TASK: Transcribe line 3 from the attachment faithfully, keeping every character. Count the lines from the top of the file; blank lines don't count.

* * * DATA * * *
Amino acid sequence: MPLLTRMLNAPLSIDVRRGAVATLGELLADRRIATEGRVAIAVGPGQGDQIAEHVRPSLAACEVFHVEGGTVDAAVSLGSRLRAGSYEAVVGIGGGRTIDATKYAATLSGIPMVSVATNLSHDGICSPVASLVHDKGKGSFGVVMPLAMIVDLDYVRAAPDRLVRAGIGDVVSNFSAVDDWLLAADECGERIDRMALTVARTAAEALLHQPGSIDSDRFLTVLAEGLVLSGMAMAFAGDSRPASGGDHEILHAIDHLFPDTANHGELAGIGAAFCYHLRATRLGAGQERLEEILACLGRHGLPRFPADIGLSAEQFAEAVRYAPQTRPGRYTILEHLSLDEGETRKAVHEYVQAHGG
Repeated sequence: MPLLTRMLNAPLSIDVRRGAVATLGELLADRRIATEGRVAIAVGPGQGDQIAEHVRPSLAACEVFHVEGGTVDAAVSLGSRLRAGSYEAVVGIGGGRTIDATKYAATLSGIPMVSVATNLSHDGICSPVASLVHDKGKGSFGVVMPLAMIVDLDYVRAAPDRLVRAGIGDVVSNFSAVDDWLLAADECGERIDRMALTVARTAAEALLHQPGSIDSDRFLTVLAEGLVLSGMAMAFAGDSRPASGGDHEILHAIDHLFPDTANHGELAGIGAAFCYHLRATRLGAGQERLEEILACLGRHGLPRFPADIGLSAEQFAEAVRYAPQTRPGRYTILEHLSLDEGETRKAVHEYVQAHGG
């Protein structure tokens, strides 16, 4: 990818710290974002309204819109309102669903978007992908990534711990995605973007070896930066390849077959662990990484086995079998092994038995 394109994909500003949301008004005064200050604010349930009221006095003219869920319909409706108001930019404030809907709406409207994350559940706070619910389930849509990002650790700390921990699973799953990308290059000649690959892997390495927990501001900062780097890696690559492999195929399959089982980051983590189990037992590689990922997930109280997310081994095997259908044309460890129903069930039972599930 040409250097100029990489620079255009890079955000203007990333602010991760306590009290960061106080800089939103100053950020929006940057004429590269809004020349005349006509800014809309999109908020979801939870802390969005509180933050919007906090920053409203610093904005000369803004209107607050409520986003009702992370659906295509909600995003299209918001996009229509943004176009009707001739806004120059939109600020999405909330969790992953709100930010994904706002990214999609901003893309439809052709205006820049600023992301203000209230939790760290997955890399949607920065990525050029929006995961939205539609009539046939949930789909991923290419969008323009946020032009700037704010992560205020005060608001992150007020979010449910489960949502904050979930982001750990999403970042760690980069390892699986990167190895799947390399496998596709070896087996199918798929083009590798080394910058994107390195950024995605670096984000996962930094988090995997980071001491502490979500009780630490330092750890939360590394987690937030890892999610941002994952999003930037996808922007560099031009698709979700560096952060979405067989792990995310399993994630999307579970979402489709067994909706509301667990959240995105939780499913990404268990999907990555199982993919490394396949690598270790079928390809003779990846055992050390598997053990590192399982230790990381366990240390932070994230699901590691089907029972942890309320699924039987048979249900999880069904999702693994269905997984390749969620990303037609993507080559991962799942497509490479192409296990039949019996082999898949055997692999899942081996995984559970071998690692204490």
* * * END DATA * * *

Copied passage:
């Protein structure tokens, strides 16, 4: 990818710290974002309204819109309102669903978007992908990534711990995605973007070896930066390849077959662990990484086995079998092994038995 394109994909500003949301008004005064200050604010349930009221006095003219869920319909409706108001930019404030809907709406409207994350559940706070619910389930849509990002650790700390921990699973799953990308290059000649690959892997390495927990501001900062780097890696690559492999195929399959089982980051983590189990037992590689990922997930109280997310081994095997259908044309460890129903069930039972599930 040409250097100029990489620079255009890079955000203007990333602010991760306590009290960061106080800089939103100053950020929006940057004429590269809004020349005349006509800014809309999109908020979801939870802390969005509180933050919007906090920053409203610093904005000369803004209107607050409520986003009702992370659906295509909600995003299209918001996009229509943004176009009707001739806004120059939109600020999405909330969790992953709100930010994904706002990214999609901003893309439809052709205006820049600023992301203000209230939790760290997955890399949607920065990525050029929006995961939205539609009539046939949930789909991923290419969008323009946020032009700037704010992560205020005060608001992150007020979010449910489960949502904050979930982001750990999403970042760690980069390892699986990167190895799947390399496998596709070896087996199918798929083009590798080394910058994107390195950024995605670096984000996962930094988090995997980071001491502490979500009780630490330092750890939360590394987690937030890892999610941002994952999003930037996808922007560099031009698709979700560096952060979405067989792990995310399993994630999307579970979402489709067994909706509301667990959240995105939780499913990404268990999907990555199982993919490394396949690598270790079928390809003779990846055992050390598997053990590192399982230790990381366990240390932070994230699901590691089907029972942890309320699924039987048979249900999880069904999702693994269905997984390749969620990303037609993507080559991962799942497509490479192409296990039949019996082999898949055997692999899942081996995984559970071998690692204490």